Being a foster parent is a challenging and often frustrating task. Working within the foster child system can be discouraging and heartbreaking, and many of the children that you foster will have behavioral or developmental issues because of being bounced from home to home. You can prepare yourself for many of these mental and emotional challenges by getting a grasp on some of the more common issues that are faced by people in your position. Patience and positivity will win the day when faced with most of these problems.
Reactive Attachment Disorder
Children learn many things while they are still too young to understand them. For instance, when a child cries due to hunger, that child learns that when he cries, his needs are then met by his mother or father. Children from abusive or neglectful families may not receive the care they need when they cry, so they develop what is called Reactive Attachment Disorder. Essentially, the child learns he cannot trust anyone but himself. Forging new relationships with children suffering from RAD is a time-consuming process that traditionally requires outside therapy, but you can help build trust with your foster child by keeping your promises and being there when he needs you.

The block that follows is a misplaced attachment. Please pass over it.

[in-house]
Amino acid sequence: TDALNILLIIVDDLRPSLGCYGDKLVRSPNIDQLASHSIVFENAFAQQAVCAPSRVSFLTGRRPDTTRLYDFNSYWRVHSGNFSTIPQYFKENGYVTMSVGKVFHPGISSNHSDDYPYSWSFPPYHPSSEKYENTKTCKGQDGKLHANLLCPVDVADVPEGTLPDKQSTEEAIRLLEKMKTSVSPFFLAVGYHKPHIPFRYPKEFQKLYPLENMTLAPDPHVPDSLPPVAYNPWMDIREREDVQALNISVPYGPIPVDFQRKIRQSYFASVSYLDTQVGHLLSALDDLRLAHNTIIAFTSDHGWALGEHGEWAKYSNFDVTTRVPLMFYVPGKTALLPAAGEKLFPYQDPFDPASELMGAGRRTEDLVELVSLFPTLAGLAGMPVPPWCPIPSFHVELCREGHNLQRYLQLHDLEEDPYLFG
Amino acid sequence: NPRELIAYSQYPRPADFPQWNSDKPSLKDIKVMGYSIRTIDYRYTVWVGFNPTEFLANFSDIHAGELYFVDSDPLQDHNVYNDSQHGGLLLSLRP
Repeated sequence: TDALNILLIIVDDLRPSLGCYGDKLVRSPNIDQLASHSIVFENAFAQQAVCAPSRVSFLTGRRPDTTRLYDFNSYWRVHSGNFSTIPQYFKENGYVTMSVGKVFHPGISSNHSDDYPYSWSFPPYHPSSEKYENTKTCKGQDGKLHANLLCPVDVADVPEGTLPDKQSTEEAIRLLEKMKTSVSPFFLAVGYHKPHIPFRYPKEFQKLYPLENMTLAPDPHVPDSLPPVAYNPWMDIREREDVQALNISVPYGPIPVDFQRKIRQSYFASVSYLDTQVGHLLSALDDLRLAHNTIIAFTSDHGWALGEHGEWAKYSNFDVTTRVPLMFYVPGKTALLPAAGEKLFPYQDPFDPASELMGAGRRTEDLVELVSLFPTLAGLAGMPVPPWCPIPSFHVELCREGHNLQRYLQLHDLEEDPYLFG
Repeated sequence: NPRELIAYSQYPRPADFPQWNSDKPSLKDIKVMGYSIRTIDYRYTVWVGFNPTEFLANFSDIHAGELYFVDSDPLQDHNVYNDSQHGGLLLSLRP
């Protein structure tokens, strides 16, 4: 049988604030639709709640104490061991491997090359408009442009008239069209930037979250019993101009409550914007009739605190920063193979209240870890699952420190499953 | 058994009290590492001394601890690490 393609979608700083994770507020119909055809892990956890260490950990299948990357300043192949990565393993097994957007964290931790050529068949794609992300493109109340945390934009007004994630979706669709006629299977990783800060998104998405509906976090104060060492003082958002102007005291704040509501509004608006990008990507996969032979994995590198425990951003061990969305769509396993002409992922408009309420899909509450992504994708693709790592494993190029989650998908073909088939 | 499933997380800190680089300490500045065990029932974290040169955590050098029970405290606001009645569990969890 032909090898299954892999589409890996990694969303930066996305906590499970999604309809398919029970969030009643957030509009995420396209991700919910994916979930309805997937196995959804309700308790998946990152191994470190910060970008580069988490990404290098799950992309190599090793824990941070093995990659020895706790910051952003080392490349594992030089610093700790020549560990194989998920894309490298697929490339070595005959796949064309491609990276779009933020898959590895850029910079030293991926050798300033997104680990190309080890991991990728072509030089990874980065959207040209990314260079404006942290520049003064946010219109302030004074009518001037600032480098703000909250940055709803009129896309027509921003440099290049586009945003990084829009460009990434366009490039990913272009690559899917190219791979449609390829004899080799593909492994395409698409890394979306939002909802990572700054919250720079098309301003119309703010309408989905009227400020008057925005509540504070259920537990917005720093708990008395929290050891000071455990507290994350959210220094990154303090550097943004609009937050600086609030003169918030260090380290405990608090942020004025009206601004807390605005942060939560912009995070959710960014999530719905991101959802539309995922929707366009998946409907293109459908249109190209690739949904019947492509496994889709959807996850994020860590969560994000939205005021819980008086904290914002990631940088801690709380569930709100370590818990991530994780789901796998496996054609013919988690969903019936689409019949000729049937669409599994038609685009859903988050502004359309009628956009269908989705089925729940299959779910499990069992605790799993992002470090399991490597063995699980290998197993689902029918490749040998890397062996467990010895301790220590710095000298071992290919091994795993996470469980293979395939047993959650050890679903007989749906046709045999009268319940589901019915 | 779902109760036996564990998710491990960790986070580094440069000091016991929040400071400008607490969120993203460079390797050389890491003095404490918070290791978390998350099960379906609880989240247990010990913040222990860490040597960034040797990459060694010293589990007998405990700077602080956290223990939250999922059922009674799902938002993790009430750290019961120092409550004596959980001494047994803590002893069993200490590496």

Moving from home to home and family to family can have long-lasting consequences for a child. Many children that have been in the system for a while develop behavioral problems like defiance, lack of emotional control or irrational fears. Each of these behavioral problems can be addressed by a foster family, but need to be approached sensitively and carefully. In most cases, once a child learns to trust their foster parents, these issues will naturally decline.
Working with the Birth Family
Depending on where you live and the specifics of your situation, a child's birth family may have a legal right to visit the child while in your care. This experience can be frustrating, as some birth families may be resentful to the foster parents, or may simply show a complete lack of interest in the growth and development of their child. Work with your social worker to develop healthy visitation habits and plot a course for the foster child's future. It can be hard to work with the birth family, but it may be a necessary burden in protecting the child.
If you are looking to permanently adopt your foster child, expect to spend a lot of time waiting for courts to render decisions. You will be faced with uncertainty regarding where you will be allowed to keep the child and may find yourself in battle with the original birth family. These court proceedings are emotionally and financially draining, so do what you can to be prepared on both fronts. Stay up-to-date on court deadlines and documents and make sure you perform any court-mandated tasks to prevent losing your foster child over a technicality.